Did you know that beets have been considered an aphrodisiac since the time of the ancient Romans? They have also been used for medicinal purposes, as well as a natural red dye since at least the 16th century. No wonder these all natural red velvet cupcakes I made for Valentine’s were such a hit!

I most often roast them in large chunks with a little coconut or olive oil and salt and pepper. Leftovers, if any, are great in salads the next day. The tops of the beets, or beet greens, can be sautéed like collards, kale or any greens.

My second favorite preparation of beets is being featured in this soup. Borscht has been made in Eastern European countries, like Russia and the Ukraine, since the 14th century. It’s hearty, economical, and for those with New Year’s Resolutions, filling while being low in calories. Although they are naturally sweet, and contain about 10% natural sugars, 1 cup of beets has only 50-75 calories.

For this recipe, and all of my recipes, please feel empowered to improvise and substitute ingredients. The only essential one is beets! The recipe works equally well with vegetable broth, making a satisfying vegetarian meal, although beef broth is nice, too. You can even throw in beef stew meat chunks, especially for a chunky borscht. I used a big potato, parsnips and some carrots from our garden, along with other veggies.



Beet Borscht Soup Recipe

  • Tablespoon of olive oil
  • 1 onion
  • 3 carrots
  • 2-3 cloves of garlic
  • 3-4 large beets, with beet greens
  • 1 large turnip and/or rutabaga
  • 1 large or 2-3 small potatoes
  • 3-4 parsnips
  • 1 quart of beef or vegetable broth
  • 1-2 cups of water, or as needed
  • 1 small red cabbage
  • 2-3 teaspoons of vinegar or lemon juice, or to taste
  • salt, pepper, paprika
  • greek yogurt, creme fraiche, or non-dairy sour cream (for a vegan meal)
  • fresh dill

In a large soup pot over medium heat, sauté the onion and carrots for five minutes in the oil with salt and pepper, and then add garlic. Add the hard, root vegetables (beets, turnips, potatoes, parsnips) and the broth. Add enough water to cover all of the vegetables. Bring to a boil and then lower to a steady simmer. Simmer for 30 minutes and then add the cabbage, simmer for another 10-15 minutes. Adjust the seasoning and add paprika. Add the vinegar or lemon juice to taste.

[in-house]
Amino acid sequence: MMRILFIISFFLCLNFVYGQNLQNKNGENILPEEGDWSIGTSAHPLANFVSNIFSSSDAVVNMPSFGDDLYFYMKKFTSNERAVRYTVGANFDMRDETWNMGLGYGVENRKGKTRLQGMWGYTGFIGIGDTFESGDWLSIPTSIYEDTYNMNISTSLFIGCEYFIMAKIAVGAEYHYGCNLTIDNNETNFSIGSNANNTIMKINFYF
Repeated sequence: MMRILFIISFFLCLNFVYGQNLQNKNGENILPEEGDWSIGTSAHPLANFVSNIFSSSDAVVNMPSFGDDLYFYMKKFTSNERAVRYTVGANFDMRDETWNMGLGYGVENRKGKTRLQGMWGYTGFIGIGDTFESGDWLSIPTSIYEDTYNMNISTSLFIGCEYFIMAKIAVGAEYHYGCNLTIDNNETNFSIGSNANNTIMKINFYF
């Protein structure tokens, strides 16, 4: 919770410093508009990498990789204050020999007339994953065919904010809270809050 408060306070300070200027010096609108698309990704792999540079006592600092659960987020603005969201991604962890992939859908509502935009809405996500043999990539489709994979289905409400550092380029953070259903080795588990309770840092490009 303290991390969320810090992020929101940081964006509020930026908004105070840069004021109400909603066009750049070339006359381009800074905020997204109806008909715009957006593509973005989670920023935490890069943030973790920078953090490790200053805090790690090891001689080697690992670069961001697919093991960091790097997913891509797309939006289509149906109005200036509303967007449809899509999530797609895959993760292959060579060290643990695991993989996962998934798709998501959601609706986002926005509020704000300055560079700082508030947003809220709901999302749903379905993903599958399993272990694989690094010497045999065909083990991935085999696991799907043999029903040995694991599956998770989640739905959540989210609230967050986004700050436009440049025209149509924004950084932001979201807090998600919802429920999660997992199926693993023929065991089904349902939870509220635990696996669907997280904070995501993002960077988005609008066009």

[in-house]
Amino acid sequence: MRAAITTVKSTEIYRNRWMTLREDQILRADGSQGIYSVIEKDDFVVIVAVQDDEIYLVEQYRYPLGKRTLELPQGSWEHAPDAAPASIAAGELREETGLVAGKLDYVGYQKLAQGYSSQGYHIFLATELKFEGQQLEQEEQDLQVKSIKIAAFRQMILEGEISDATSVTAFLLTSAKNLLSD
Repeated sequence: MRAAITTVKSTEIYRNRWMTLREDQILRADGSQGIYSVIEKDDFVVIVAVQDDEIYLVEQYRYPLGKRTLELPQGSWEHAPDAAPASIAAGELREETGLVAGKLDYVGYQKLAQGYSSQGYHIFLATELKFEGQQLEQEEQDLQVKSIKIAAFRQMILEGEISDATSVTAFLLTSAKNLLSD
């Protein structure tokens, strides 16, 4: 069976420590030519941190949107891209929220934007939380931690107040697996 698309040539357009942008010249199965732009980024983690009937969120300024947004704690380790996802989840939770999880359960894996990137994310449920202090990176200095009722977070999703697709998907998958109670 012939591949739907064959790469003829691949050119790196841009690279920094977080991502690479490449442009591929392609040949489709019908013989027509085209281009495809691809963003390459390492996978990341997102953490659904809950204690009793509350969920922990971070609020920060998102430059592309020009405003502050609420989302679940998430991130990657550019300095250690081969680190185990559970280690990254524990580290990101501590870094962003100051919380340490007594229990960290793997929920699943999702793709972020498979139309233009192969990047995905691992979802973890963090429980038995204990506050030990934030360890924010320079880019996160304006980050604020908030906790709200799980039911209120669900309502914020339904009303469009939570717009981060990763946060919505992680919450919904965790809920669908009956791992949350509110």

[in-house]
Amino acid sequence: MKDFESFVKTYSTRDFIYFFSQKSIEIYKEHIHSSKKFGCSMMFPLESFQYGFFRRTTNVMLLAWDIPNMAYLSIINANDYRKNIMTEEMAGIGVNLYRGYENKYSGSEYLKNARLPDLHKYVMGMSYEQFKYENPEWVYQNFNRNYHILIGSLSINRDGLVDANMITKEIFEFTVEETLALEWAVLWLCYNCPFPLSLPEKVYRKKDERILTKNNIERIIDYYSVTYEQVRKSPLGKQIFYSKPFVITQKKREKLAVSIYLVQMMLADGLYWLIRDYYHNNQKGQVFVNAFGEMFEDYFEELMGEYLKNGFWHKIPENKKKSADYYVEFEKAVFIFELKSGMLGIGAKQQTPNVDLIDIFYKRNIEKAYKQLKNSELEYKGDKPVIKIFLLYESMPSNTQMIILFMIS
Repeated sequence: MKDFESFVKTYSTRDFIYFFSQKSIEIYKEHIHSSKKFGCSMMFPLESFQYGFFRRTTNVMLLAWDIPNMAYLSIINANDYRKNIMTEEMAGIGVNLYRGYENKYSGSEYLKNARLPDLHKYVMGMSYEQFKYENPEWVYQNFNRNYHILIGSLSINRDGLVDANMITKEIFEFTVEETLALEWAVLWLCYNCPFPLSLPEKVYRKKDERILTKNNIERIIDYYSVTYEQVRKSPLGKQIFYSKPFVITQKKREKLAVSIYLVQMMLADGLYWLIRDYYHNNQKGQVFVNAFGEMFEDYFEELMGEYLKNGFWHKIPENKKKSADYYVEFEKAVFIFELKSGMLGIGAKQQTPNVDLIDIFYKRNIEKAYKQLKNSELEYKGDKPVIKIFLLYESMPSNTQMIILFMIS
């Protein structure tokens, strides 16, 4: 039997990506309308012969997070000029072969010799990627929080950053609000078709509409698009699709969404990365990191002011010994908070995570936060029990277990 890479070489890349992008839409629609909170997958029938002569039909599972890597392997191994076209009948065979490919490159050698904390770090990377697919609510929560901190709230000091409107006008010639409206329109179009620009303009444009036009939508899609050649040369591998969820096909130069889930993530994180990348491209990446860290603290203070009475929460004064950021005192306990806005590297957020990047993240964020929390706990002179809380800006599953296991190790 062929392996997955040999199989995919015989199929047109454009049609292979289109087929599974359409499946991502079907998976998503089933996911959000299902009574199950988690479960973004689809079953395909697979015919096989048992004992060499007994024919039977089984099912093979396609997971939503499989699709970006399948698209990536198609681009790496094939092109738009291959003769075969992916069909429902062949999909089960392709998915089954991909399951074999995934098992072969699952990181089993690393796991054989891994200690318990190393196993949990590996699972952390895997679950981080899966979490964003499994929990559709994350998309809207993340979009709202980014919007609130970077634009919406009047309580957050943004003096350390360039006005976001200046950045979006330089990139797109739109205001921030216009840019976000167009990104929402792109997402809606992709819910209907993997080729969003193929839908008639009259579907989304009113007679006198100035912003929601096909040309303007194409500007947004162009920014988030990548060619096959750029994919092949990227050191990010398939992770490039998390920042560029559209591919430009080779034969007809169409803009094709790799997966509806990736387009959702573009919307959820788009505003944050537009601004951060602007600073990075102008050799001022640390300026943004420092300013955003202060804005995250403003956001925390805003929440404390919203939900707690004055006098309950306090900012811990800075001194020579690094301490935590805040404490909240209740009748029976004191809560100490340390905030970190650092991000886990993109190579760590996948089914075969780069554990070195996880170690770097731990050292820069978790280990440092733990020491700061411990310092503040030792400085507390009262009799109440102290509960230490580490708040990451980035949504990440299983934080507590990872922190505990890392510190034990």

Option 1: Serve as is as a nice chunky borscht.

Option 2: Puree the soup until smooth. (I like to serve it chunky on the first night and pureed the following. Two soups in one!)

Top with greek yogurt, creme fraiche or sour cream and fresh dill.

Tips for Feeding Baby:

This makes great baby food, from months 8 or 9 on.

Raw Cashew “Horchata”

Horchata is a sweet rice drink found in most Mexican restaurants around here. I love it, but it is so sweet and not that good for you. Let’s just say I wouldn’t give it to Baby Bird. My husband the other day made a comment about how I should honor myself enough to eat as well as I feed her. Hmmm, something to think about.

Anyway, I’ve had this bag of raw cashews that I have been wanting to use. The other day I threw a few in a version of this puréed butternut squash soup, which was good, but I was still wanting to try out a nut milk with our new blender. I was inspired today to try making a horchata-inspired cashew milk.

raw cashew horchata

Forgive the poor photo quality and any typos as I’m blasting this off from my phone.

Raw Cashew Horchata Recipe

  • 1 cup of raw cashews
  • 1 Tablespoon of agave, golden syrup or sweetener of your choice, or to taste
  • 1 Tablespoon vanilla extract
  • 2 teaspoons cinnamon
  • 3 cups of water
  • Ice

Place first 5 ingredients in a blender and blend very well. Serving chilled over ice vastly improves the flavor.

Variation: This would probably be delicious with raw almonds as well.

And the verdict? Two sippy cups quickly drained and baby sign for “more.”

Hoppin’ John with Black Eyed Peas: Good Luck for the New Year

Happy New Year!! It is gray and chilly today, even here in San Diego, and it is an absolutely perfect day to be cozy and lazy together at home. Southern tradition dictates that you simply must eat black eyed peas on New Year’s in order to have good luck and prosperity in the coming year.

 “Hoppin’ John” is a simple dish. And although it could be dressed up with bacon and/or Southern greens, I found the homeyness comforting after a night of rich food, like baked brie and short ribs, and alcohol. (Luckily I was the designated driver and escaped a new year’s hangover.)

Hoppin' John with Black Eyed Peas

Traditional Black Eye Pea Hoppin’ John Recipe

  • cooked brown rice
  • cooked black eye peas (about 2 cups)
  • 1 Tablespoon olive oil
  • 1 small onion
  • 2 ribs of celery
  • 1-2 cloves of garlic
  • salt, pepper, cumin and cayenne to taste
  • 2 cups of chicken or vegetable broth

Sauté the onion and celery in olive oil. When soft, add the garlic and spices and sauté another 1 minute. Add the cooked peas and broth. Simmer for 10 minutes. Serve over rice.